With little resistance from law or society, surveillance capitalism is on the verge of dominating the social order and shaping the digital future–if we let it.
Killing the Deep State
by Jerome R. Corsi. Ph.D.
The Coddling of the American Mind
by Greg Lukianoff, Jonathan Haidt
First Amendment expert Greg Lukianoff and social psychologist Jonathan Haidt show how the new problems on campus have their origins in three terrible ideas that have become increasingly woven into American childhood and education: what doesn’t kill you makes you weaker; always trust your feelings; and life is a battle between good people and evil people. These three Great Untruths are incompatible with basic psychological principles, as well as ancient wisdom from many cultures. They interfere with healthy development. Anyone who embraces these untruths—and the resulting culture of safetyism—is less likely to become an autonomous adult able to navigate the bumpy road of life.
Lukianoff and Haidt investigate the many social trends that have intersected to produce these untruths. They situate the conflicts on campus in the context of America’s rapidly rising political polarization, including a rise in hate crimes and off-campus provocation. They explore changes in childhood including the rise of fearful parenting, the decline of unsupervised play, and the new world of social media that has engulfed teenagers in the last decade.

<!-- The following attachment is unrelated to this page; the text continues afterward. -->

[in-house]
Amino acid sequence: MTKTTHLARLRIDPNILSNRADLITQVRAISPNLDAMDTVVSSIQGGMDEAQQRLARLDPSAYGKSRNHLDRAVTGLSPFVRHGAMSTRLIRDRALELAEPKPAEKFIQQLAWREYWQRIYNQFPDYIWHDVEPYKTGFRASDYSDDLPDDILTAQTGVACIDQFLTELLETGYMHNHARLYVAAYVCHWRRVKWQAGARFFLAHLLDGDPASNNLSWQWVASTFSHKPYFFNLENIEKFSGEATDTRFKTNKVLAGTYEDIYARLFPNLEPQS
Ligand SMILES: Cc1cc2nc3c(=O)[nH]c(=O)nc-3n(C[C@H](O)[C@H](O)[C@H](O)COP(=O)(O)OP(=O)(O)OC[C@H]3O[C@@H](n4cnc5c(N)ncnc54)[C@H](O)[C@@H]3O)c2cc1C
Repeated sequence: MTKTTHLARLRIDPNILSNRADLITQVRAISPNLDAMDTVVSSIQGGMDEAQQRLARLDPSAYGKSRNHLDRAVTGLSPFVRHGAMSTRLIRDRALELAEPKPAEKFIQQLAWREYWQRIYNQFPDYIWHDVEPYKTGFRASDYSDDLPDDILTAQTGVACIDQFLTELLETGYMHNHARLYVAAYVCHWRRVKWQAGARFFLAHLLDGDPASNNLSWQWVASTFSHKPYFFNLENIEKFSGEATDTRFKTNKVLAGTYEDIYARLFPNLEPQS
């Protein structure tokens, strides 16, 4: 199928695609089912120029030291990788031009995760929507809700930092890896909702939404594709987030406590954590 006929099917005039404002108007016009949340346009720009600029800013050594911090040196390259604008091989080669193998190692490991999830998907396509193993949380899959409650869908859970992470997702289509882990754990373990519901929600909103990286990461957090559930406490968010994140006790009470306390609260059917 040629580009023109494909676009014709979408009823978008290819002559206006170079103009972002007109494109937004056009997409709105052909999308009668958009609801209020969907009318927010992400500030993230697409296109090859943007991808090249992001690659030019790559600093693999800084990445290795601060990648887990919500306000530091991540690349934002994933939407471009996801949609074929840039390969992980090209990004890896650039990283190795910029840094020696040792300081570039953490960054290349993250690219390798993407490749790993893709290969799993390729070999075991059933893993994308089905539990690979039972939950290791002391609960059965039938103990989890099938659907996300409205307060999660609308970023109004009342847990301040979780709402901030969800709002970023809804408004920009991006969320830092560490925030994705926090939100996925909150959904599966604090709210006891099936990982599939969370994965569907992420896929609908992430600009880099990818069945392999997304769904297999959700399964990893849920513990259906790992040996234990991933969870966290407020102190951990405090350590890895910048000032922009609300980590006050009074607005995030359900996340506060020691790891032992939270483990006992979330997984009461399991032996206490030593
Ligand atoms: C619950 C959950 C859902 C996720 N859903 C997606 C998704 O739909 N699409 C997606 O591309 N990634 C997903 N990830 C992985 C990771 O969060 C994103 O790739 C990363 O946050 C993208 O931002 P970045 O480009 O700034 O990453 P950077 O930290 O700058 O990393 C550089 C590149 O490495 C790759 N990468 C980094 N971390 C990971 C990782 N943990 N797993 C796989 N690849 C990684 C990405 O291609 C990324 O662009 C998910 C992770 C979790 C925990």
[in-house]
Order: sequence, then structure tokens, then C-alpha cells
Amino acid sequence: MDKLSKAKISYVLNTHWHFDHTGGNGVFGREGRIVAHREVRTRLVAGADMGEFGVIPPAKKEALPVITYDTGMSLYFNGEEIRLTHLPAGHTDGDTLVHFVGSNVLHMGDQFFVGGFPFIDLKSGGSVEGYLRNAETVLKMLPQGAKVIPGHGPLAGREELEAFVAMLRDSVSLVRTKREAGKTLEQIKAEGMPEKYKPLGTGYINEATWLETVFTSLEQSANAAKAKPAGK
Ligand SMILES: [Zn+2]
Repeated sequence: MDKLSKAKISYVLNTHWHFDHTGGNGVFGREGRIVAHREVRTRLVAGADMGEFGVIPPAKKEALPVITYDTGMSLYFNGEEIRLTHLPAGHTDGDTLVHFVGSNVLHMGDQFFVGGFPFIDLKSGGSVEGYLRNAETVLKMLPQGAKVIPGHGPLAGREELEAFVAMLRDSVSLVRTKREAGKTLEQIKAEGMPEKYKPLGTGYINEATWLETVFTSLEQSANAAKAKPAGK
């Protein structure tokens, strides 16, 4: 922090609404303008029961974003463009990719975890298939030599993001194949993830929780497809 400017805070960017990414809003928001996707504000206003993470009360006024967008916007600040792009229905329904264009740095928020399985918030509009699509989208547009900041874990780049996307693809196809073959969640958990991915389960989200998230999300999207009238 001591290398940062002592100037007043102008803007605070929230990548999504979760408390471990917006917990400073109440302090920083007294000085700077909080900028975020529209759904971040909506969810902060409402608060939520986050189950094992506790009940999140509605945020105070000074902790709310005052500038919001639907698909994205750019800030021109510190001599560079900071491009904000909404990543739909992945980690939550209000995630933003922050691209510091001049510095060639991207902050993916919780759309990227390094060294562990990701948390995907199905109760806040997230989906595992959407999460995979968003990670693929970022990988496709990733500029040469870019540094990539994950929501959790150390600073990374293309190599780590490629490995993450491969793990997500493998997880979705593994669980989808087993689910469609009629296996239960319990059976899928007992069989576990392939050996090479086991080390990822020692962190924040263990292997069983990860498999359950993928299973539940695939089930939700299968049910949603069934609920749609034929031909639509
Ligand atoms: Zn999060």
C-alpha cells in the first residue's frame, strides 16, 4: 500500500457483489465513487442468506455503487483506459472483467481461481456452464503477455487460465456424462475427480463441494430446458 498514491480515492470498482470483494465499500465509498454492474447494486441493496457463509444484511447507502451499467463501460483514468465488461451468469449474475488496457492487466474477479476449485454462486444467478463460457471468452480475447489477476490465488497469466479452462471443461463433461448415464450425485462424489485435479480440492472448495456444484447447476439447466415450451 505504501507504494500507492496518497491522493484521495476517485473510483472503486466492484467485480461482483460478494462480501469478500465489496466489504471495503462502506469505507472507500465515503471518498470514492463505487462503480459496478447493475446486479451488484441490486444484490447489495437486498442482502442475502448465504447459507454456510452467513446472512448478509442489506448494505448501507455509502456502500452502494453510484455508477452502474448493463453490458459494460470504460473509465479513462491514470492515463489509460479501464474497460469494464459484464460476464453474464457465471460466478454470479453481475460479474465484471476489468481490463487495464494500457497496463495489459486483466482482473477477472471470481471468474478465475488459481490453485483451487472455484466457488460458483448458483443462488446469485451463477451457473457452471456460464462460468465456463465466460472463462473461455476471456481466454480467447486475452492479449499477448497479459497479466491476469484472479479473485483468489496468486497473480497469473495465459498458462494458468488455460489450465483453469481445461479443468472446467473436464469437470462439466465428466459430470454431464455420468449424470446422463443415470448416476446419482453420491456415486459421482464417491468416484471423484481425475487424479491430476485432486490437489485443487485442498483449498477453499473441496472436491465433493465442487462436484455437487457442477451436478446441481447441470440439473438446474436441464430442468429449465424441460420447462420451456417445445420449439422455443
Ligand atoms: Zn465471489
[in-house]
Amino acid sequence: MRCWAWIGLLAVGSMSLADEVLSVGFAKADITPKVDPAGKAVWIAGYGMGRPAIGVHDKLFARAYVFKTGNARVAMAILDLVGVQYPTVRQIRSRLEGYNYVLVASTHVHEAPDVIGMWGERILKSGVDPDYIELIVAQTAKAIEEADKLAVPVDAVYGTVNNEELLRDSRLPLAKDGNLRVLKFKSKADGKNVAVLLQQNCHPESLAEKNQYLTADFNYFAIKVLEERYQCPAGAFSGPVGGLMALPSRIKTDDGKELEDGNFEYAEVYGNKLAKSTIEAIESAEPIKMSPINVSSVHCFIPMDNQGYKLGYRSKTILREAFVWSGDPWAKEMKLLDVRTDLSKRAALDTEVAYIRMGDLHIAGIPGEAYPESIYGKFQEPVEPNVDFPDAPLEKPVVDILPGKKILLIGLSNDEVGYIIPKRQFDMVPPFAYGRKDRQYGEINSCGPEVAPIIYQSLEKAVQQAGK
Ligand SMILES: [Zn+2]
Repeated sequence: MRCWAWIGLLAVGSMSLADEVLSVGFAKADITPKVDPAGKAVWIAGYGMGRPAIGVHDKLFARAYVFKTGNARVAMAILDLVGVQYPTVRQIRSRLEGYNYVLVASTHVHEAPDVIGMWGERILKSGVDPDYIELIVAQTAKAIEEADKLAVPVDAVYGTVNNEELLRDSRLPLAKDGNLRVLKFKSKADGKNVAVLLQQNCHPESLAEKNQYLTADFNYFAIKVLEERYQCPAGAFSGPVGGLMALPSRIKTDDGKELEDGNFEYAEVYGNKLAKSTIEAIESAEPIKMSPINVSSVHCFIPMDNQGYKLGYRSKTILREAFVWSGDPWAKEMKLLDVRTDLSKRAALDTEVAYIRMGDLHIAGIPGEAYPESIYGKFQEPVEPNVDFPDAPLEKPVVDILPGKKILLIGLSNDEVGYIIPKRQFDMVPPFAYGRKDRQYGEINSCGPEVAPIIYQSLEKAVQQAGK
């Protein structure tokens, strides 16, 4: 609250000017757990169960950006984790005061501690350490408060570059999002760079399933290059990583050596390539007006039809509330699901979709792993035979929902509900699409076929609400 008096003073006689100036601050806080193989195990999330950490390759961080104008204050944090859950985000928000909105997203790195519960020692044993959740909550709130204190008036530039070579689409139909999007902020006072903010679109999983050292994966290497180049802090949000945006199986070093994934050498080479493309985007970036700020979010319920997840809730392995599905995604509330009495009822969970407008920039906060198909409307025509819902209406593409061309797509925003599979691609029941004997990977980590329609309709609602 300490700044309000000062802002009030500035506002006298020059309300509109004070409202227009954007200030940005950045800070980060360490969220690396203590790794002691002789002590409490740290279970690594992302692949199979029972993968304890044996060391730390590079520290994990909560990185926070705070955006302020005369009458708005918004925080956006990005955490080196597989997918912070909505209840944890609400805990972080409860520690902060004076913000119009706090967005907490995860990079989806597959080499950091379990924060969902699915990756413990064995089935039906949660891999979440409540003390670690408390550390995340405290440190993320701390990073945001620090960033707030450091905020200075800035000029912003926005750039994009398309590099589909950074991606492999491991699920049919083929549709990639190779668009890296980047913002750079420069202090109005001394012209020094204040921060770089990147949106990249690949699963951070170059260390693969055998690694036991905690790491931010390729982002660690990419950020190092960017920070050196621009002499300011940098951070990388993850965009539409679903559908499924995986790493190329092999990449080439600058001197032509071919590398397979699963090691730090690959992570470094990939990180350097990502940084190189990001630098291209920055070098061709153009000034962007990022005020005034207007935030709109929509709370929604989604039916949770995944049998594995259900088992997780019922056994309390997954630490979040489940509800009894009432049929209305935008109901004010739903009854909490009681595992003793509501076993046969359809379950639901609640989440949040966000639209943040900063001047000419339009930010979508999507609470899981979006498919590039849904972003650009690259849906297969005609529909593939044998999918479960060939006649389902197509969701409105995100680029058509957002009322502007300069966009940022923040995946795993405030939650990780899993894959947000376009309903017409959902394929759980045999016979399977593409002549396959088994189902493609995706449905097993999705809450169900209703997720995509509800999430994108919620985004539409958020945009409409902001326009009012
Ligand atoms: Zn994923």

This is a book for anyone who is confused by what is happening on college campuses today, or has children, or is concerned about the growing inability of Americans to live, work, and cooperate across party lines.
by Aimi Hamraie
“All too often,” wrote disabled architect Ronald Mace, “designers don’t take the needs of disabled and elderly people into account.” Building Access investigates twentieth-century strategies for designing the world with disability in mind. Commonly understood in terms of curb cuts, automatic doors, Braille signs, and flexible kitchens, Universal Design purported to create a built environment for everyone, not only the average citizen. But who counts as “everyone,” Aimi Hamraie asks, and how can designers know? Blending technoscience studies and design history with critical disability, race, and feminist theories, Building Access interrogates the historical, cultural, and theoretical contexts for these questions, offering a groundbreaking critical history of Universal Design.
Hamraie reveals that the twentieth-century shift from “design for the average” to “design for all” took place through liberal political, economic, and scientific structures concerned with defining the disabled user and designing in its name. Tracing the co-evolution of accessible design for disabled veterans, a radical disability maker movement, disability rights law, and strategies for diversifying the architecture profession, Hamraie shows that Universal Design was not just an approach to creating new products or spaces, but also a sustained, understated activist movement challenging dominant understandings of disability in architecture, medicine, and society.
Illustrated with a wealth of rare archival materials, Building Access brings together scientific, social, and political histories in what is not only the pioneering critical account of Universal Design but also a deep engagement with the politics of knowing, making, and belonging in twentieth-century United States.